You can read comments like this all day (and you should). Still, there is criticism of the plan coming from both sides of the political spectrum. On the left, the criticism is that the plan doesn’t do enough. Calls for more forgiveness for student debt (or all debt) are rooted in the concern that the Biden plan still leaves tens of millions of Americans with crushing debt. Full debt cancellation would help non-white students who leave school with higher debt burdens than their peers, and also are less likely to have families that can facilitate wealth transfers to help pay down debt or invest in some asset that gains value (e.g. a home). So while these reforms are huge material improvements for nearly half of all American student debt holders, that burden is still an odious one that no one should suffer—especially true when it disproportionately falls on Black and brown borrowers. “This is a stepping stone, not the destination. A President who wanted to do NOTHING had to do something,” tweeted Astra Taylor, a co-founder of the Strike Debt collective. “Up to 20 million people could be debt free. Hopefully some of them will join the fight for everyone else.”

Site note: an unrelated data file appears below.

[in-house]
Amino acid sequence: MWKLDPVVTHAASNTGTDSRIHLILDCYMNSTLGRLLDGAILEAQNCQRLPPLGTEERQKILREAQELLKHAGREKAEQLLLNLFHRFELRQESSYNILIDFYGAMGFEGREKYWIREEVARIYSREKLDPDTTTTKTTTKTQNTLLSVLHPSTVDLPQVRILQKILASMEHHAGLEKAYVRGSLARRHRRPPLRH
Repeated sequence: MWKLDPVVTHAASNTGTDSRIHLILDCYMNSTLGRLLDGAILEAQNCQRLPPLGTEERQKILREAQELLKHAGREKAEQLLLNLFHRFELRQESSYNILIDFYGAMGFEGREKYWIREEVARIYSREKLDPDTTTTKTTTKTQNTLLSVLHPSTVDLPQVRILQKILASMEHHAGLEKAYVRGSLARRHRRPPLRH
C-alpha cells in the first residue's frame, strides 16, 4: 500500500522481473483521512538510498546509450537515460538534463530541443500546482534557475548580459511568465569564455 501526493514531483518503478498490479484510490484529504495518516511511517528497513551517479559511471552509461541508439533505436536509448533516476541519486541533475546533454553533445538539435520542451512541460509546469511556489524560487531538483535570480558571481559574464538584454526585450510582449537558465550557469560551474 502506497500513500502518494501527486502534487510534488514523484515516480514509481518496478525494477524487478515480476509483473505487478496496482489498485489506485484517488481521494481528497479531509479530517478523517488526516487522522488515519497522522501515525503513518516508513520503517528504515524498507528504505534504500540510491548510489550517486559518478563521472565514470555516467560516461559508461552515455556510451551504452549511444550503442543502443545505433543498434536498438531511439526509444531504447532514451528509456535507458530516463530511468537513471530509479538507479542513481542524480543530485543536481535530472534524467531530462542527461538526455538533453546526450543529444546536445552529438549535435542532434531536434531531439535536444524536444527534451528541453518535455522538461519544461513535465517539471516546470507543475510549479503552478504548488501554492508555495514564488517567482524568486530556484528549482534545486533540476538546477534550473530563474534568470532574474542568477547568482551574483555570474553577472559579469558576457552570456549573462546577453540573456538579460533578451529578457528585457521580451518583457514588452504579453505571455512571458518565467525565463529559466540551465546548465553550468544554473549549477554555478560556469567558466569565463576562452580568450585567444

Others—ranging from liberals and centrists to conservatives and right-wing reactionaries—are making unsound or ridiculous arguments in their criticisms that the plan does too much. Rep. Jim Banks (R-IN) even argued that forgiving student debt would undercut the U.S. military's recruiting strategy; an unintentionally dire admission that the military relies on the threat of lifelong debt to attract poor people to become soldiers. Probably the loudest among this group is Jason Furman, a shopping mall real estate tycoon heir, professor at Harvard, and former chair of Obama's Council of Economic Advisers. Furman has been a loud critic of every progressive policy you can imagine, but over the past year debt forgiveness has risen to become one of his favorite bugbears. “Pouring roughly half trillion dollars of gasoline on the inflationary fire that is already burning is reckless. Doing it while going well beyond one campaign promise ($10K of student loan relief) and breaking another (all proposals paid for) is even worse,” Furman tweeted on Wednesday after Biden revealed the student debt forgiveness plan. Furman also affirmed an analysis from the Committee for a Responsible Federal Budget which asserted that Biden's student debt forgiveness program would wipe out fiscal and inflationary gains from the recently-signed Inflation Reduction Act.Goldman Sachs, (not exactly known as being a leftist agitator), doesn't seem to agree. A report issued by Joseph Briggs and Alec Phillips, two economists at the financial firm, makes it abundantly clear that the math doesn’t support arguments about student debt relief having inflationary effects.“The aggregate effects from such an income boost would be small, however, with the level of GDP increasing by about 0.1% in 2023 with smaller effects in subsequent years. We would expect the effects on inflation to be similarly small," Briggs and Phillips write. “However, the end of the payment pause and the resumption of monthly payments looks likely to more than fully offset the small boost to consumption from the debt relief program.”It’s unlikely this will silence Furman and others who echo these talking points. Ultimately, though, those saying the plan does too much should be ignored for a multitude of reasons. The plan will help people—tens of millions of people, in fact. It will absolutely change lives. That’s good, and there’s nothing real estate heirs and policy wonks say to dispute that. But if we helped everyone and fully canceled student debt? Or if we changed the higher education system in America so that going to school doesn't require taking on huge amounts of debt in the first place? Well, that would be even better.